More authority to Customs Officers
Reflecting the growing impact of globalization on the island, Barbados is updating Customs procedures to facilitate the speedier movement of goods in and out of the island in conformity with regulations set by the World Trade Organization (WTO).
In pursuit of this objective, the Senate today considered an amendment to the 1962 Customs Act authorizing the Comptroller of Customs and his agents to undertake audits of goods after they had been released to importers, instead of the traditional 100 per cent examination at the port of entry before release.
Introducing the bill, acting Leader of Government Business, Minister of Labour Senator Esther Byer, explained that post clearance audits were carried out subsequent to the release of cargo from the custody of the Customs and Excise Department.
She further explained that these audits allow officers of the Customs and Excise Department to change their approach from a purely transaction-based control, to a more comprehensive company-oriented control approach.
“Under this new approach, Customs officers can do not just an audit of a particular transaction, but they can actually look at imports and exports undertaken over a period of time,” she said.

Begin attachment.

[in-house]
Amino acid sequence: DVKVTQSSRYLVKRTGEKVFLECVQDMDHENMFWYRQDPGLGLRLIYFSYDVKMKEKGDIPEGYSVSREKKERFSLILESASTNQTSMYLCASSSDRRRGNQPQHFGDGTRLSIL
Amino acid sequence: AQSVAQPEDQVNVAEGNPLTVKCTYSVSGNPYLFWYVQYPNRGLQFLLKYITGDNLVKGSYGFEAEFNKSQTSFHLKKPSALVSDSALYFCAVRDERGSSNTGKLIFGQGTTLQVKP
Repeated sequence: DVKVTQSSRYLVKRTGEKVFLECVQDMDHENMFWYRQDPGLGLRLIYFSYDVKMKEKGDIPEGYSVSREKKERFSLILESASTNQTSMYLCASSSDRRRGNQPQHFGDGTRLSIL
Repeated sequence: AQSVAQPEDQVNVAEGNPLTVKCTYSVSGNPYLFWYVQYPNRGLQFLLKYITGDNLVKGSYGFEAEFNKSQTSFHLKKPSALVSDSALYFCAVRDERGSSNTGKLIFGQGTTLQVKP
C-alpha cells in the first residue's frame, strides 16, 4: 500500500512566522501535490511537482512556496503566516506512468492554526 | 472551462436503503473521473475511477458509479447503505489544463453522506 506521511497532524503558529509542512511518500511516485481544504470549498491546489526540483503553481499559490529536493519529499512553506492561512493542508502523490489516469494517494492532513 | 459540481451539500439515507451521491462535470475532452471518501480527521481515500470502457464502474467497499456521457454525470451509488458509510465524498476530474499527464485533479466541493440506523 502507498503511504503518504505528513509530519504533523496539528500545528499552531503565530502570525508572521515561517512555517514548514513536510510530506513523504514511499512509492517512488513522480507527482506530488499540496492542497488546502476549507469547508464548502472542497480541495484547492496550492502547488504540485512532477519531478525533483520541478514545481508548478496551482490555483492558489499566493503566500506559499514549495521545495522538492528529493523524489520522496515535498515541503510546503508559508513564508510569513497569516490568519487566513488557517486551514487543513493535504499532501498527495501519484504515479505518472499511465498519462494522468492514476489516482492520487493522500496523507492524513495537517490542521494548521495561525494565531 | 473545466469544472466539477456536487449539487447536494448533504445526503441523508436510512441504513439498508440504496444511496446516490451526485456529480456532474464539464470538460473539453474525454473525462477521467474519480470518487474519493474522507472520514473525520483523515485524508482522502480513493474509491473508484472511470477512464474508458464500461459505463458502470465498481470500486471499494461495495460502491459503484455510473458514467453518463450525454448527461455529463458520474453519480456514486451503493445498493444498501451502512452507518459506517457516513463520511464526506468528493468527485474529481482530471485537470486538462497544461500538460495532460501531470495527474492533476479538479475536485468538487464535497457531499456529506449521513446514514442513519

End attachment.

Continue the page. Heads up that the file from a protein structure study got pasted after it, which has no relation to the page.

“This also allows them to move cargo more freely once there are no red flags.”
She went on: “The importer can clear the goods with the understanding that at some point in the future, an officer or someone delegated by the Comptroller of Customs will come to that organization and get the information that is necessary in order to carry out the audit. Importers can recover duties that were over-paid or pay duties that were under-paid.”
Byer explained that it was the traditional practice of Customs to control goods on arrival at the port of entry and the importer or his agent would have to present the declaration to the Customs office. She pointed out that this process could take several days or even longer until the necessary checks were carried out and the duties and taxes paid.
Explaining the reason for the amendment to the 1962 Customs Act at this time, Byer said: “With all that is happening in the international arena, an area that Barbados has signed on to is trade facilitation. An important aspect of trade facilitation is how quickly a country can move its goods through the ports of entry or exit.”
She added: “In order to comply with the requirements of international trade, there have been changes over time in the Customs and Excise Department. They have simplified procedures and moved from a 100 per cent examination to a risk management procedure. This change would allow Customs to release a vast majority of shipments and then retain only those shipments with “red flags”.
Byer stressed that while the amendment gives Customs Officers authority to enter people’s premises either during the day or night, they were forbidden from disclosing any confidential information without the permission of the Minister of Finance.